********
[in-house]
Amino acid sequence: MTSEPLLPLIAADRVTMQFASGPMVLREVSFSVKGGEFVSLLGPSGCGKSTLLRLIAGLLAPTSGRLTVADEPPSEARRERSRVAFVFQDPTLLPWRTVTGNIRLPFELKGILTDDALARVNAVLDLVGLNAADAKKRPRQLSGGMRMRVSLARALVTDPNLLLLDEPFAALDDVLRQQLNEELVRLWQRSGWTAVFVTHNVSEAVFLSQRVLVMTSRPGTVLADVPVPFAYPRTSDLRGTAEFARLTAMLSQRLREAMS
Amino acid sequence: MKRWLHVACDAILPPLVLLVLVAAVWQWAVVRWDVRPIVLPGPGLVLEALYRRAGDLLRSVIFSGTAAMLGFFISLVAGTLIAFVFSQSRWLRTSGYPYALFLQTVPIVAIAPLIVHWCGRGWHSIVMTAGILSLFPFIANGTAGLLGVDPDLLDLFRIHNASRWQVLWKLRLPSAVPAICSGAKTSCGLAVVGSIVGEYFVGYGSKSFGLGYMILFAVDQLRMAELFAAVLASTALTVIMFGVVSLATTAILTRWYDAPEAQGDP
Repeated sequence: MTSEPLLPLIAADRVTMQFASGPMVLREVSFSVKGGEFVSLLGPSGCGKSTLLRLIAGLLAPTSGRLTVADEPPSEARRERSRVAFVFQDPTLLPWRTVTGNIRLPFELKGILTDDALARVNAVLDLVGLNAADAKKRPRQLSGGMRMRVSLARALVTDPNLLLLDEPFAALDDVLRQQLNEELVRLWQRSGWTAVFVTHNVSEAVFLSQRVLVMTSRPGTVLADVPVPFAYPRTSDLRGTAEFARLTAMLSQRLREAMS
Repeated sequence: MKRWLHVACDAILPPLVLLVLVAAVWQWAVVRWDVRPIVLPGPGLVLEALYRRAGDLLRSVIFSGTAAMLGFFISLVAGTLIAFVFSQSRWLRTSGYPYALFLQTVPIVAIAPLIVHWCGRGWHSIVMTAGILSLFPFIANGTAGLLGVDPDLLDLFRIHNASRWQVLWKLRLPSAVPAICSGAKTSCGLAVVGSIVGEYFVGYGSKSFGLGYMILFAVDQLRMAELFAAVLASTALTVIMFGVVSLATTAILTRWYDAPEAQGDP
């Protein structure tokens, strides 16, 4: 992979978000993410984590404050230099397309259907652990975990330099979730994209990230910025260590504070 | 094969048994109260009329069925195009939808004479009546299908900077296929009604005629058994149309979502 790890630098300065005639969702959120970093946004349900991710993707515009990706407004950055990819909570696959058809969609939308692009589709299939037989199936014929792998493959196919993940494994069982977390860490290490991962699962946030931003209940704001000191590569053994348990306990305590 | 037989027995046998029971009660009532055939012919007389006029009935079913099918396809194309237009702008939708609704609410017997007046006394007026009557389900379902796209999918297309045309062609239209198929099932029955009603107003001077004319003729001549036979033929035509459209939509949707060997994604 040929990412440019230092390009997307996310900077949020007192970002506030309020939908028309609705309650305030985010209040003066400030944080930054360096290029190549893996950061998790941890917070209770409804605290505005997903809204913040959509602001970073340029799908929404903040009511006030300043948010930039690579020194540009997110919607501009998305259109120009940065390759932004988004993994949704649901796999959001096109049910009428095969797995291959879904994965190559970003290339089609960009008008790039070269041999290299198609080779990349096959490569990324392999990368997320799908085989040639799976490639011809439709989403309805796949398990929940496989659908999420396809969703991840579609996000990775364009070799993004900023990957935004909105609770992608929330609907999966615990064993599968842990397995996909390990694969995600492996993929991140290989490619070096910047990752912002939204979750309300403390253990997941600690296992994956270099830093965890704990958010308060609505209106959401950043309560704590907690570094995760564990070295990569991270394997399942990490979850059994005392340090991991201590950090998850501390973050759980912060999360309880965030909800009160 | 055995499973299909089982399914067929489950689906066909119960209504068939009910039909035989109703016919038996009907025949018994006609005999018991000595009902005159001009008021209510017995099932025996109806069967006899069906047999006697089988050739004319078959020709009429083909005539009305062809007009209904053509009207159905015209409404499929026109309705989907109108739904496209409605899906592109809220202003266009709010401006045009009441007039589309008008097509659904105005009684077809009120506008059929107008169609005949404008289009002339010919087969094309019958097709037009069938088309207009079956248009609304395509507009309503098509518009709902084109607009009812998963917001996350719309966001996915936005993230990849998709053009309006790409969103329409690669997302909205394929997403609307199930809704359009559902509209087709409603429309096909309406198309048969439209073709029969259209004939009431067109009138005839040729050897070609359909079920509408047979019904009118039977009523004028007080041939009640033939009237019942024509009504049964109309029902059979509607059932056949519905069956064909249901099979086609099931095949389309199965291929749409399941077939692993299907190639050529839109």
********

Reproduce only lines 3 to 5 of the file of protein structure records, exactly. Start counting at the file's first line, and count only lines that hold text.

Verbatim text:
Amino acid sequence: MKRWLHVACDAILPPLVLLVLVAAVWQWAVVRWDVRPIVLPGPGLVLEALYRRAGDLLRSVIFSGTAAMLGFFISLVAGTLIAFVFSQSRWLRTSGYPYALFLQTVPIVAIAPLIVHWCGRGWHSIVMTAGILSLFPFIANGTAGLLGVDPDLLDLFRIHNASRWQVLWKLRLPSAVPAICSGAKTSCGLAVVGSIVGEYFVGYGSKSFGLGYMILFAVDQLRMAELFAAVLASTALTVIMFGVVSLATTAILTRWYDAPEAQGDP
Repeated sequence: MTSEPLLPLIAADRVTMQFASGPMVLREVSFSVKGGEFVSLLGPSGCGKSTLLRLIAGLLAPTSGRLTVADEPPSEARRERSRVAFVFQDPTLLPWRTVTGNIRLPFELKGILTDDALARVNAVLDLVGLNAADAKKRPRQLSGGMRMRVSLARALVTDPNLLLLDEPFAALDDVLRQQLNEELVRLWQRSGWTAVFVTHNVSEAVFLSQRVLVMTSRPGTVLADVPVPFAYPRTSDLRGTAEFARLTAMLSQRLREAMS
Repeated sequence: MKRWLHVACDAILPPLVLLVLVAAVWQWAVVRWDVRPIVLPGPGLVLEALYRRAGDLLRSVIFSGTAAMLGFFISLVAGTLIAFVFSQSRWLRTSGYPYALFLQTVPIVAIAPLIVHWCGRGWHSIVMTAGILSLFPFIANGTAGLLGVDPDLLDLFRIHNASRWQVLWKLRLPSAVPAICSGAKTSCGLAVVGSIVGEYFVGYGSKSFGLGYMILFAVDQLRMAELFAAVLASTALTVIMFGVVSLATTAILTRWYDAPEAQGDP